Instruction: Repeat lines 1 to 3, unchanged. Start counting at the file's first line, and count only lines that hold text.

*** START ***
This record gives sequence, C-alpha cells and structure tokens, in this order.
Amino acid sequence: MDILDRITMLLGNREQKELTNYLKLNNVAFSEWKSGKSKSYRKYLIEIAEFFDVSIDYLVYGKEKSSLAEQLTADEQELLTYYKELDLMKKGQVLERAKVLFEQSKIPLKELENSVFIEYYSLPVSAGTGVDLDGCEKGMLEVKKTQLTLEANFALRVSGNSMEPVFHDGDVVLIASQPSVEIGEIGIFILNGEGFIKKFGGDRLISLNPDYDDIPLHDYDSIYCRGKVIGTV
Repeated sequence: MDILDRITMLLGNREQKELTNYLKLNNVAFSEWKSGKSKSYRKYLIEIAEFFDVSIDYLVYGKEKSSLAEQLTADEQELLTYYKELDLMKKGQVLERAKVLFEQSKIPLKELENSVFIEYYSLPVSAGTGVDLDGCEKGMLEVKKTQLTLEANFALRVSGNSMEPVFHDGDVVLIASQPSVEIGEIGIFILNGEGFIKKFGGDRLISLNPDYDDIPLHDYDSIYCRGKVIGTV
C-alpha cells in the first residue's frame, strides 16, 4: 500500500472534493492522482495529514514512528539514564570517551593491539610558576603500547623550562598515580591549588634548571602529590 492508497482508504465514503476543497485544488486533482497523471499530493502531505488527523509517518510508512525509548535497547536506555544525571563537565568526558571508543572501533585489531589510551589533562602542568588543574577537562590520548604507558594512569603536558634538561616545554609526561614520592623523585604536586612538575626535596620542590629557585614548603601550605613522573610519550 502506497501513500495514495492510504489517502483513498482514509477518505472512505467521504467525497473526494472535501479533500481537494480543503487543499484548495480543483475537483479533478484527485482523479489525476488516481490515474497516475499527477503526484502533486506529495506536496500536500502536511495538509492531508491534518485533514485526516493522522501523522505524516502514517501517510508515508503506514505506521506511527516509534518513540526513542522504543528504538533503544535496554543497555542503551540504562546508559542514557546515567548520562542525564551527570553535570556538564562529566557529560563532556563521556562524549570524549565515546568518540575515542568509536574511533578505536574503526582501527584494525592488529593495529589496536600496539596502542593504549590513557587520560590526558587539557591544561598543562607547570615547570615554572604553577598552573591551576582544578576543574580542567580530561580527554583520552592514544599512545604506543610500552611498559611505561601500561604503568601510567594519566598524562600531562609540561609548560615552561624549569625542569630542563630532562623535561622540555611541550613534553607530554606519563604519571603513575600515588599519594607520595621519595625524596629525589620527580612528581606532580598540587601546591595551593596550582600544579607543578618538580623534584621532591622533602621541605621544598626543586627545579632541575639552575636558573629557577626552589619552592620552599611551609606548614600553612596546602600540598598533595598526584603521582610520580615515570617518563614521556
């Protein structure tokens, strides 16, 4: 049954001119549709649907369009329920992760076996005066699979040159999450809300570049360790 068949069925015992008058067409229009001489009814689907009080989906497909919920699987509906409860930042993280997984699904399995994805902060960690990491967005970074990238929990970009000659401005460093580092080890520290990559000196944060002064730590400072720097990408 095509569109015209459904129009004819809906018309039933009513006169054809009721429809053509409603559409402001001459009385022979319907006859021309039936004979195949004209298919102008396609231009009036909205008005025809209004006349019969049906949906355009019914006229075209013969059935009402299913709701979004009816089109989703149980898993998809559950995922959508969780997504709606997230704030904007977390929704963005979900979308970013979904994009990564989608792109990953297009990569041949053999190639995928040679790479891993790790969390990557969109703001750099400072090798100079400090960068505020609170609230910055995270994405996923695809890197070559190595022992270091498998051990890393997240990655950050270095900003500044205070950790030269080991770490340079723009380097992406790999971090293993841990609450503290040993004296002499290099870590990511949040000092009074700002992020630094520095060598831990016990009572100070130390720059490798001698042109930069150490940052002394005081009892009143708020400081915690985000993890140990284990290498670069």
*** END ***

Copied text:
This record gives sequence, C-alpha cells and structure tokens, in this order.
Amino acid sequence: MDILDRITMLLGNREQKELTNYLKLNNVAFSEWKSGKSKSYRKYLIEIAEFFDVSIDYLVYGKEKSSLAEQLTADEQELLTYYKELDLMKKGQVLERAKVLFEQSKIPLKELENSVFIEYYSLPVSAGTGVDLDGCEKGMLEVKKTQLTLEANFALRVSGNSMEPVFHDGDVVLIASQPSVEIGEIGIFILNGEGFIKKFGGDRLISLNPDYDDIPLHDYDSIYCRGKVIGTV
Repeated sequence: MDILDRITMLLGNREQKELTNYLKLNNVAFSEWKSGKSKSYRKYLIEIAEFFDVSIDYLVYGKEKSSLAEQLTADEQELLTYYKELDLMKKGQVLERAKVLFEQSKIPLKELENSVFIEYYSLPVSAGTGVDLDGCEKGMLEVKKTQLTLEANFALRVSGNSMEPVFHDGDVVLIASQPSVEIGEIGIFILNGEGFIKKFGGDRLISLNPDYDDIPLHDYDSIYCRGKVIGTV